Getting the flavor of...The Rockies by scenic rail

The Rio Grande Scenic Railroad takes passengers to a meadow high up in the south-central Colorado Rockies for a meal and a performance of bluegrass music.

The Rockies by scenic rail

Hold on to your hat if you ever venture to La Veta Pass, said Jay Jones in the Los Angeles Times. The wind seems to always be blowing in south-central Colorado’s Rockies, and it absconds with many a baseball cap every time the Rio Grande Scenic Railroad pulls to a stop high up on the pass in Fir. The passengers never seem to mind the wind: They’re there for a meal and live country or bluegrass music, and are typically delighted to learn that the concerts are staged in a “wildflower-strewn meadow with the towering peaks of the Sangre de Cristo as a backdrop.” Every summer, the tourist train ( pairs such concerts with its scenic runs from Alamosa or La Veta. The views on the way up are reward enough. If you buy a first-class ticket, you ride in luxury, fielding offers of free drinks, decks of playing cards, and even rolls of coins for “penny a point” poker.

Little Rhody’s long coastline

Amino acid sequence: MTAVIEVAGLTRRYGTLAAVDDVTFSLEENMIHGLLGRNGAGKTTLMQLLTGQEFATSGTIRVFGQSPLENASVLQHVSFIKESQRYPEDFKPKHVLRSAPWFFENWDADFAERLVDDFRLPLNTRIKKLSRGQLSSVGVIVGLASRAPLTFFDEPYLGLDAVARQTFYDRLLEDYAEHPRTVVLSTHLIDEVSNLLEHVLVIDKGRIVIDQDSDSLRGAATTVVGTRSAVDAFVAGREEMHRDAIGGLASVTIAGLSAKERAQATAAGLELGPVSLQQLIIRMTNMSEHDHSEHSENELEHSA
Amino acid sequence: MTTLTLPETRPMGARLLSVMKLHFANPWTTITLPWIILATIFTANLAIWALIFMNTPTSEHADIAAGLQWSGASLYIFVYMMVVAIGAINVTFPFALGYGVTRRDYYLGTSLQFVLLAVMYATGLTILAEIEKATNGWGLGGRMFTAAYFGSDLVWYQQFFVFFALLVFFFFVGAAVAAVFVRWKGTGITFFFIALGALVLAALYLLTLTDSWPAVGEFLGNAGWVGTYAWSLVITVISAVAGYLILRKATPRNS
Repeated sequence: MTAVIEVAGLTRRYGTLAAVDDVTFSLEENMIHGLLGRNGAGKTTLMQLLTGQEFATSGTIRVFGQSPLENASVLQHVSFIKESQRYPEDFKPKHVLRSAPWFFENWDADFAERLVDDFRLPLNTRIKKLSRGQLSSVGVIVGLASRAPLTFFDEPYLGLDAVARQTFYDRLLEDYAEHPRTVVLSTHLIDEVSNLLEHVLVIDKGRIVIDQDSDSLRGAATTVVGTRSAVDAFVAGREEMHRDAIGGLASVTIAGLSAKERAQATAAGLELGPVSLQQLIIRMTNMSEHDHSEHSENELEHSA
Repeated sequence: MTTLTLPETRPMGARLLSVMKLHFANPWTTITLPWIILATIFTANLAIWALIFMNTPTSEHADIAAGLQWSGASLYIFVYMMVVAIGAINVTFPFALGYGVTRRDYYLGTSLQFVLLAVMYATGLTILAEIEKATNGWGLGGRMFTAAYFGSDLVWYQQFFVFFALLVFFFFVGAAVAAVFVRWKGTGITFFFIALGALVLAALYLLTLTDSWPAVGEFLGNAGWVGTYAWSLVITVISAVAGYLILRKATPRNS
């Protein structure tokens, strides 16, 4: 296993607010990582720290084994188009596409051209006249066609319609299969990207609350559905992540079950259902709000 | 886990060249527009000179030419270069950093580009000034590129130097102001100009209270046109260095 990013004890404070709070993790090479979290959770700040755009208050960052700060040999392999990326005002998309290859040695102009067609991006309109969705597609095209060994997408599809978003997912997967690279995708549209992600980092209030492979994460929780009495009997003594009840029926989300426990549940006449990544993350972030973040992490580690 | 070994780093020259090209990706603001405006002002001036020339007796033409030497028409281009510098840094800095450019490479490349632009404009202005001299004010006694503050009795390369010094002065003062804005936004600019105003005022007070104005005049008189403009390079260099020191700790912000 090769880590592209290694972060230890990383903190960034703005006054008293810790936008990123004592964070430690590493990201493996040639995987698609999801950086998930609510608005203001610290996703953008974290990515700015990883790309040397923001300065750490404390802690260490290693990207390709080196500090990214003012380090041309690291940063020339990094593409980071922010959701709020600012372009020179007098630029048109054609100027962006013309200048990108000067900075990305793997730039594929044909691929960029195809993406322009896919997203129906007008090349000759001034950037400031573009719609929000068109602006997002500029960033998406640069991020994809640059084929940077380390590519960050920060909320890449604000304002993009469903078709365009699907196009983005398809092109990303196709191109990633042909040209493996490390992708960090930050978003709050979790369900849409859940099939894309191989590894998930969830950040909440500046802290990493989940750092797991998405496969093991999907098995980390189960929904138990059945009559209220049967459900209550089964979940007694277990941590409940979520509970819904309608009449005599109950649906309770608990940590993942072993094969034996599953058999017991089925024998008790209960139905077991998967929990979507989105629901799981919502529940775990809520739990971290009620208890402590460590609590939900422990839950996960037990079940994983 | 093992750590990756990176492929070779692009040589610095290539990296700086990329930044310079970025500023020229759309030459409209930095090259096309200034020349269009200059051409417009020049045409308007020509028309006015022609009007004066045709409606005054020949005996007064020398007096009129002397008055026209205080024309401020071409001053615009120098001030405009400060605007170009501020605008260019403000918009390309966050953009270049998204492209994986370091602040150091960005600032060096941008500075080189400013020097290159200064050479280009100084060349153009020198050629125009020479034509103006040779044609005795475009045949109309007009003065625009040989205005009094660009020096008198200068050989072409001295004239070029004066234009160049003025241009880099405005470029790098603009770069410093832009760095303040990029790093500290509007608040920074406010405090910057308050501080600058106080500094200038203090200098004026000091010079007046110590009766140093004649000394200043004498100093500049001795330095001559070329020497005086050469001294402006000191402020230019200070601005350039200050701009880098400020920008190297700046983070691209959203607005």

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The 400-mile shoreline in Rhode Island is what makes the tiny state so enchanting, said Dominique Browning in Travel + Leisure. The coast here is at times “forbidding, with towering red granite cliffs tumbling wildly” into the Atlantic. But within its sheltered inlets, it’s “placid and lulling.” The jumble of “elegant and kitschy attractions” you encounter while driving into Little Compton feels like a throwback to the 1930s. At this unpretentious town near the Massachusetts border, you can visit a “quiet sliver of beach,” eat a great meal at the Stone House restaurant, and “even get spa treatments.” Farther up the road, you pass grazing cows, meadows sweeping down to the Sakonnet River, and “countless old swamp maples.” A trip to Rhode Island’s coast isn’t complete without a visit to Newport and its “justifiably famous mansions.” But make sure not to skip Jamestown, “a sailor’s dream if there ever were one.”

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